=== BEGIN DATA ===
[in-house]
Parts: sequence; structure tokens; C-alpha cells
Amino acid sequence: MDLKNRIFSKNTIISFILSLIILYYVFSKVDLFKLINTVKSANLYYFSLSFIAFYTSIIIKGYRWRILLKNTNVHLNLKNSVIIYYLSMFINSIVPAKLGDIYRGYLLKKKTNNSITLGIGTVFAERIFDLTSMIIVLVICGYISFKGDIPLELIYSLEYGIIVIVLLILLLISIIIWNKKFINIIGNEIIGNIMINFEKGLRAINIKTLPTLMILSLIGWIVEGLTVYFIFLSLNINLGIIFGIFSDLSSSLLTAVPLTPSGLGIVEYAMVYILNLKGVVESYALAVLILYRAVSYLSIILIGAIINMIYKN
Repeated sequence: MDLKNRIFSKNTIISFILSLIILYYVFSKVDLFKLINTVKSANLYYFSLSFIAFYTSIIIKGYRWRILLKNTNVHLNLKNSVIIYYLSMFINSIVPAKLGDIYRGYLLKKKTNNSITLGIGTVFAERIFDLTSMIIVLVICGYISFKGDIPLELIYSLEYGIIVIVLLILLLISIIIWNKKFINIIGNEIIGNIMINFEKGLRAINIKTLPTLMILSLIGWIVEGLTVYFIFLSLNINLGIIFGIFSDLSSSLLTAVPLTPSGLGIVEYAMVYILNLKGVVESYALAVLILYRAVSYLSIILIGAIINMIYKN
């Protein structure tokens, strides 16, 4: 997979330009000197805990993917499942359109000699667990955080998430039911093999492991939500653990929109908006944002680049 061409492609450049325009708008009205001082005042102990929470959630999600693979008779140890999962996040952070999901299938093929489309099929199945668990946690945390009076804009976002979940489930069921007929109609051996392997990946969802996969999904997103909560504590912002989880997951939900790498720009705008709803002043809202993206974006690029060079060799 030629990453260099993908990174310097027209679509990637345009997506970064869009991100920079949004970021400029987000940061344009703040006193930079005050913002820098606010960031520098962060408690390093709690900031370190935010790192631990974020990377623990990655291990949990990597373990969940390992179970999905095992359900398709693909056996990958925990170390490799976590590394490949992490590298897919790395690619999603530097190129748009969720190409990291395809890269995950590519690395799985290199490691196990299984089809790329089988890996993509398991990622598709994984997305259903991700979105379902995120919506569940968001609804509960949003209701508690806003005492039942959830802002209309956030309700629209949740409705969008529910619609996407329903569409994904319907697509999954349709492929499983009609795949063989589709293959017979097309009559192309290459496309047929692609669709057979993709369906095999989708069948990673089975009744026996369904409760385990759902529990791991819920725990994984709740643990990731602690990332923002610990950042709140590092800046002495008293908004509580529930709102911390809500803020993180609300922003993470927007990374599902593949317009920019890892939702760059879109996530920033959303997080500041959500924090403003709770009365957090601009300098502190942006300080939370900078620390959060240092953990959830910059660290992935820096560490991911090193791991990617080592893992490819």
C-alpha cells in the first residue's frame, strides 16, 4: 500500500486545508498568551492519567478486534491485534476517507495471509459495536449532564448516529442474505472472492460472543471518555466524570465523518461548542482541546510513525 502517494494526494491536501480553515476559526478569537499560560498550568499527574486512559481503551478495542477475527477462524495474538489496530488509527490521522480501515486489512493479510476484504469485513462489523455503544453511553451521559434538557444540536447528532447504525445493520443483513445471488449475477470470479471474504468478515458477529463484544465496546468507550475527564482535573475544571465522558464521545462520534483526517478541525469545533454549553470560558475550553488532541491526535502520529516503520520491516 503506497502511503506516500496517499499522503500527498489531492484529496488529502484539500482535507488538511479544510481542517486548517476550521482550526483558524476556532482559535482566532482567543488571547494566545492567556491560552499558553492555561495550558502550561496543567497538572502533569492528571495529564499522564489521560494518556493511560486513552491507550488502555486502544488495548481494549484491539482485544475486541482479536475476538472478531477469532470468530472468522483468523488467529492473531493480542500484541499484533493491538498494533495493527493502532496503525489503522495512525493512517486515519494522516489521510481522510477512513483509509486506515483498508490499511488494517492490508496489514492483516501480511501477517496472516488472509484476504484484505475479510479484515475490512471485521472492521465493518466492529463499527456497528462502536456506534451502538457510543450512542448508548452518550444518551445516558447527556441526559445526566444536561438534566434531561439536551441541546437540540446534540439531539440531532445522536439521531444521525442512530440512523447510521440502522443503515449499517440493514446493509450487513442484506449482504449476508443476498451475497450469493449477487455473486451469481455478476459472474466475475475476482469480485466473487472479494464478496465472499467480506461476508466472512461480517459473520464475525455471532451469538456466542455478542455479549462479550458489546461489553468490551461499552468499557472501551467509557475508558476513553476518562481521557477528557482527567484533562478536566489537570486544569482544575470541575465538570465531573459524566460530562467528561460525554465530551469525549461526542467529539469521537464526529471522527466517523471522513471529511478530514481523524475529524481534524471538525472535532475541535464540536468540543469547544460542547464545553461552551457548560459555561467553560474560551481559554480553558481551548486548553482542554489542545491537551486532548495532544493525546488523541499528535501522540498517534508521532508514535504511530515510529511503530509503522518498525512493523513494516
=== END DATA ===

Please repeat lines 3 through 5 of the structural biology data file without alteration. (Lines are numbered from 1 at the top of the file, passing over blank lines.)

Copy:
Amino acid sequence: MDLKNRIFSKNTIISFILSLIILYYVFSKVDLFKLINTVKSANLYYFSLSFIAFYTSIIIKGYRWRILLKNTNVHLNLKNSVIIYYLSMFINSIVPAKLGDIYRGYLLKKKTNNSITLGIGTVFAERIFDLTSMIIVLVICGYISFKGDIPLELIYSLEYGIIVIVLLILLLISIIIWNKKFINIIGNEIIGNIMINFEKGLRAINIKTLPTLMILSLIGWIVEGLTVYFIFLSLNINLGIIFGIFSDLSSSLLTAVPLTPSGLGIVEYAMVYILNLKGVVESYALAVLILYRAVSYLSIILIGAIINMIYKN
Repeated sequence: MDLKNRIFSKNTIISFILSLIILYYVFSKVDLFKLINTVKSANLYYFSLSFIAFYTSIIIKGYRWRILLKNTNVHLNLKNSVIIYYLSMFINSIVPAKLGDIYRGYLLKKKTNNSITLGIGTVFAERIFDLTSMIIVLVICGYISFKGDIPLELIYSLEYGIIVIVLLILLLISIIIWNKKFINIIGNEIIGNIMINFEKGLRAINIKTLPTLMILSLIGWIVEGLTVYFIFLSLNINLGIIFGIFSDLSSSLLTAVPLTPSGLGIVEYAMVYILNLKGVVESYALAVLILYRAVSYLSIILIGAIINMIYKN
């Protein structure tokens, strides 16, 4: 997979330009000197805990993917499942359109000699667990955080998430039911093999492991939500653990929109908006944002680049 061409492609450049325009708008009205001082005042102990929470959630999600693979008779140890999962996040952070999901299938093929489309099929199945668990946690945390009076804009976002979940489930069921007929109609051996392997990946969802996969999904997103909560504590912002989880997951939900790498720009705008709803002043809202993206974006690029060079060799 030629990453260099993908990174310097027209679509990637345009997506970064869009991100920079949004970021400029987000940061344009703040006193930079005050913002820098606010960031520098962060408690390093709690900031370190935010790192631990974020990377623990990655291990949990990597373990969940390992179970999905095992359900398709693909056996990958925990170390490799976590590394490949992490590298897919790395690619999603530097190129748009969720190409990291395809890269995950590519690395799985290199490691196990299984089809790329089988890996993509398991990622598709994984997305259903991700979105379902995120919506569940968001609804509960949003209701508690806003005492039942959830802002209309956030309700629209949740409705969008529910619609996407329903569409994904319907697509999954349709492929499983009609795949063989589709293959017979097309009559192309290459496309047929692609669709057979993709369906095999989708069948990673089975009744026996369904409760385990759902529990791991819920725990994984709740643990990731602690990332923002610990950042709140590092800046002495008293908004509580529930709102911390809500803020993180609300922003993470927007990374599902593949317009920019890892939702760059879109996530920033959303997080500041959500924090403003709770009365957090601009300098502190942006300080939370900078620390959060240092953990959830910059660290992935820096560490991911090193791991990617080592893992490819």